We fund organizations and projects which disrupt our current behavioral health space and create impact at the individual, organizational, and societal levels.
We support local grassroots organizations that are working to advance recommendations outlined in the Think Bigger Do Good Policy Series.
Our participatory grantmaking alters the traditional process of philanthropic giving by empowering service providers and community-based organizations to define the strategy around a specific issue area or population.
We provide funds at below-market interest rates that can be particularly useful to start, grow, or sustain a program, or when results cannot be achieved with grant dollars alone.
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FACEing Mental Illness is an art/journalism program aimed at reducing the stigma of a mental health disorder diagnosis and building a more inclusive, supportive community for those in recovery. There are two main elements of the program: The first is free art workshops where anyone with a mental health disorder can create a self-portrait exploring how they feel about their illness. The second is an ongoing series of newspaper stories where participants share their mental health journeys and roads to recovery, creating greater understanding and empathy and eliminating negative stereotypes and misconceptions. Adjunct outreach activities include an exhibition of all the artwork created and education events, such as panel discussions, guest speakers and a documentary film about the project.
The program seeks to educate and inform via the visual arts medium, allowing participants a unique way to share their experiences, without having to put it into words, and viewers to understand the challenges of a mental disorder on a visual, emotional and instantaneous level. The creation of a self portrait and an accompanying statement about the catalyst for their artwork helps participants come to a greater level of acceptance of their diagnosis and empowerment over their illness. Viewing an exhibition of the self portraits helps others better understand, accept and relate to the challenges faced by individuals with mental illness and helps create a bond of supportive understanding between the two groups.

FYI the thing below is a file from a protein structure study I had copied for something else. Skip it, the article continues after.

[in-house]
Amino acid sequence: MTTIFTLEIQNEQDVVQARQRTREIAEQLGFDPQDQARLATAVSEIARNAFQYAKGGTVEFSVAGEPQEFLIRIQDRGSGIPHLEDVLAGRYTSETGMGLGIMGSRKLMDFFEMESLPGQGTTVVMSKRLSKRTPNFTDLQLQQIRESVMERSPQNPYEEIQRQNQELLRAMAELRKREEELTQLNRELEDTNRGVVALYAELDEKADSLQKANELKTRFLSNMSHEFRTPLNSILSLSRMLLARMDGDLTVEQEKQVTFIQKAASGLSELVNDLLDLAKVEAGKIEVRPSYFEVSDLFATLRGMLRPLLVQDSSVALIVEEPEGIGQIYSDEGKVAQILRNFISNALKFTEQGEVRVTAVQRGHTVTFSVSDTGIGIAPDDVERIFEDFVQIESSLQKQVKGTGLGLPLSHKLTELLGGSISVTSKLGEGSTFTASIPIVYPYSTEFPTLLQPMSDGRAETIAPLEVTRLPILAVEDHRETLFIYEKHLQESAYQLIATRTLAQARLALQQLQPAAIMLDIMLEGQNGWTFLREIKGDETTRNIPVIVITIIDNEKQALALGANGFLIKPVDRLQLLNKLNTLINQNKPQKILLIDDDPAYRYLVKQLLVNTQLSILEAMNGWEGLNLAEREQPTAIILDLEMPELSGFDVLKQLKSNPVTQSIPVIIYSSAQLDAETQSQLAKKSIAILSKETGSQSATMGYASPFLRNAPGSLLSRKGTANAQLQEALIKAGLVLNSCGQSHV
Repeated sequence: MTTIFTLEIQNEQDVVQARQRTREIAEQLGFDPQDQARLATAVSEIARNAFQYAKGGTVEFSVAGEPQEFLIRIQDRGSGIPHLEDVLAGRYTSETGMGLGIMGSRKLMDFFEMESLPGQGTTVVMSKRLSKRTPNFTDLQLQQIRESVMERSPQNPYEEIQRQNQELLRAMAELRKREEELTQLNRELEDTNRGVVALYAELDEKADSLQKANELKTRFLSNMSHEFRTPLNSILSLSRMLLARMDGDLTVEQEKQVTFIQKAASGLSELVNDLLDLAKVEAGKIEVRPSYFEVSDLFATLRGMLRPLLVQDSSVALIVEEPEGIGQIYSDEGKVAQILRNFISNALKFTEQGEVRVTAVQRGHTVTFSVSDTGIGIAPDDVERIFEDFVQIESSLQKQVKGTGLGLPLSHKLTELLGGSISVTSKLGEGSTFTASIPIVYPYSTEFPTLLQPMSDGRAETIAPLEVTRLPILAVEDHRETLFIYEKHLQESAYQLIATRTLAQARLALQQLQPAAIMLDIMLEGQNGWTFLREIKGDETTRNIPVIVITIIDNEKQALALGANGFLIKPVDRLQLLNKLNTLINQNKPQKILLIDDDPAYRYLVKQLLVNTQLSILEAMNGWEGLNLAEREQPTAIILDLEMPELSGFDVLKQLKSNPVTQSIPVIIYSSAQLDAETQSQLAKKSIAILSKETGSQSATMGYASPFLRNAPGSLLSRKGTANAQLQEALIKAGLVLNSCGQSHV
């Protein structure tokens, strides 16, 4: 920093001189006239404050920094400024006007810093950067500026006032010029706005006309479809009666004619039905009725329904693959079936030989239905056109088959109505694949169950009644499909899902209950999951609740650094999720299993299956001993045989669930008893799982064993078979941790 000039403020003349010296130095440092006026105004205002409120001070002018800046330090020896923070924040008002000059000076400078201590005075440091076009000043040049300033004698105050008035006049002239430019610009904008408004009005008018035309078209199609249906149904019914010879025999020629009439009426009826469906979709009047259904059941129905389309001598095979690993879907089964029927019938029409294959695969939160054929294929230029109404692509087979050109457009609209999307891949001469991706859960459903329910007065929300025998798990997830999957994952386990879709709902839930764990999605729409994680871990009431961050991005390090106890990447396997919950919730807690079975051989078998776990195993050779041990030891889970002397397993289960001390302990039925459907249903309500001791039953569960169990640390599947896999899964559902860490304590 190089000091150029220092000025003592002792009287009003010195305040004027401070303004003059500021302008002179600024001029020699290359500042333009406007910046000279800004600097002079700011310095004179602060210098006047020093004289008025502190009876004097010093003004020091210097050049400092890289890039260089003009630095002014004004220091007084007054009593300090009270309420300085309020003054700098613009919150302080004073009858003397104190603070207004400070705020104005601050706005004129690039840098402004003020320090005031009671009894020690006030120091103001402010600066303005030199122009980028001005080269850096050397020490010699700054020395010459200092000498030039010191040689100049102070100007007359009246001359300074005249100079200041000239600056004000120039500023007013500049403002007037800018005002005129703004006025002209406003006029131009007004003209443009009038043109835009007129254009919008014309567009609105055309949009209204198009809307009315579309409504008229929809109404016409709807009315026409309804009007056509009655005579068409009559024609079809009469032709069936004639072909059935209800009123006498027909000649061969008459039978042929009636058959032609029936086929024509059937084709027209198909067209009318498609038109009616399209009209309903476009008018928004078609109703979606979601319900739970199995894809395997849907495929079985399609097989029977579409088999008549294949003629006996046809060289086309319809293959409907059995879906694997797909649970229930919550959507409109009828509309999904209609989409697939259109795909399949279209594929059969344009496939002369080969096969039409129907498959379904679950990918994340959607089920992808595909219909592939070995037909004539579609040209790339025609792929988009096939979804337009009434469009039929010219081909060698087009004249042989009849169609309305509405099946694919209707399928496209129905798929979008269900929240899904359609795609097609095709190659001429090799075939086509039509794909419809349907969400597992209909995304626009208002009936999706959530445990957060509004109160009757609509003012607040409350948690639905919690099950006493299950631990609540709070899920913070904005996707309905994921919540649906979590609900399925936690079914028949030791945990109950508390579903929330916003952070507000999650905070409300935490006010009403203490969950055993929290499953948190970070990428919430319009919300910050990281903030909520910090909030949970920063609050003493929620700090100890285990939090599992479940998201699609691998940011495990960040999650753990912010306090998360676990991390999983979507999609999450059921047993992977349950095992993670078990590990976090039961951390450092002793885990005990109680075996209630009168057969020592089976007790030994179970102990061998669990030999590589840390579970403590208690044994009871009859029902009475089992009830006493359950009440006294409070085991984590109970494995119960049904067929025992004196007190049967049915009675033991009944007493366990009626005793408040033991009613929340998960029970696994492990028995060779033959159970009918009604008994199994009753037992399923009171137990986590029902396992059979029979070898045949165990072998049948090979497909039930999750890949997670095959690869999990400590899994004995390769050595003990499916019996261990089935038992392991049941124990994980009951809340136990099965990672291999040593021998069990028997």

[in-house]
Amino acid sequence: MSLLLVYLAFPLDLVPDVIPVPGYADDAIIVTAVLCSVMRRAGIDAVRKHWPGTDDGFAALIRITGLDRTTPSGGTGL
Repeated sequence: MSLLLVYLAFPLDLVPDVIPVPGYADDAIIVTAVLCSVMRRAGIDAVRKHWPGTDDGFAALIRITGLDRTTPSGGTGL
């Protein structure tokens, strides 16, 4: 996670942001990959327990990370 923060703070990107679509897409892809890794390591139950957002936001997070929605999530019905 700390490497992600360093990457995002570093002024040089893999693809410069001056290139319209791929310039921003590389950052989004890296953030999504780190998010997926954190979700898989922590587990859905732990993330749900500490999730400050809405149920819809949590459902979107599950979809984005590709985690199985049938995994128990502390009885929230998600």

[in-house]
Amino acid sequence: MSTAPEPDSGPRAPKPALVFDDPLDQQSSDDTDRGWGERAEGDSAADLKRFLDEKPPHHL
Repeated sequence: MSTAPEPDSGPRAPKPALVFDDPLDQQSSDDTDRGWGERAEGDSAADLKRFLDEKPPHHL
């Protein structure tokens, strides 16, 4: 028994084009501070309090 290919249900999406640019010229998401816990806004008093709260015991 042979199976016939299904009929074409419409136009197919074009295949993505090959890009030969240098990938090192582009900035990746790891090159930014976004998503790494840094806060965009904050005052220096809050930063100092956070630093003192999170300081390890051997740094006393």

The program was designed and led by Sarasota Herald Tribune reporter Carrie Seidman, who coordinated all aspects of the project. These included outreach to local mental health organizations, schools, businesses and governmental organizations, both to solicit participants and create a volunteer force and funding to support the projects events. A website (http://faceingmentalillness.heraldtribune.com) was created to house all the artwork and stories created within the project, as well as a mental health blog reporting on local mental health issues. A social media support group on Facebook was also established. The main avenues of dissemination were: free, public art exhibition; weekly stories in the newspaper; a book of collected artwork and stories; a documentary film; panel discussions with local mental health experts; guest speaker event; and social media. The program could be easily replicated in other communities willing to coordinate such a collaborative effort.
The initial project was part of a fellowship from The Carter Center for Mental Health Journalism, that included $10,000 in funding. Another approximately $12,000 was raise locally via a nonprofit project fund established at a local community foundation. Existing partner organizations include media publication (Sarasota Herald Tribune); governmental agencies (Mental Health, Comprehensive Treatment and Drug Courts); mental health organizations (Mental Health Community Centers; Vincent Academy vocational/job center); community foundations; private foundations; businesses (in kind donations); arts organizations (Arts and Cultural Alliance of Sarasota County); and community residents.
Project leader Seidman maintained a log of all activities and organizational efforts required, a chronological time frame, and costs and material needs. The hope is to bring the art show to other communities for an educational exhibition and the to guide those interested in establishing their own local programs. The project could be overseen locally by a nonprofit organization, a media entity or a community foundation, supported by a volunteer work force.
The art exhibition reached an estimated 20,000 viewers. Almost 50 stories ran weekly in the newspaper from November 2016 to October 2017. Surveys of participants and viewers/readers showed an overwhelmingly positive effect, evidencing greater understanding and acceptance and reduction of stigma, misconception and negativity surrounding mental illness.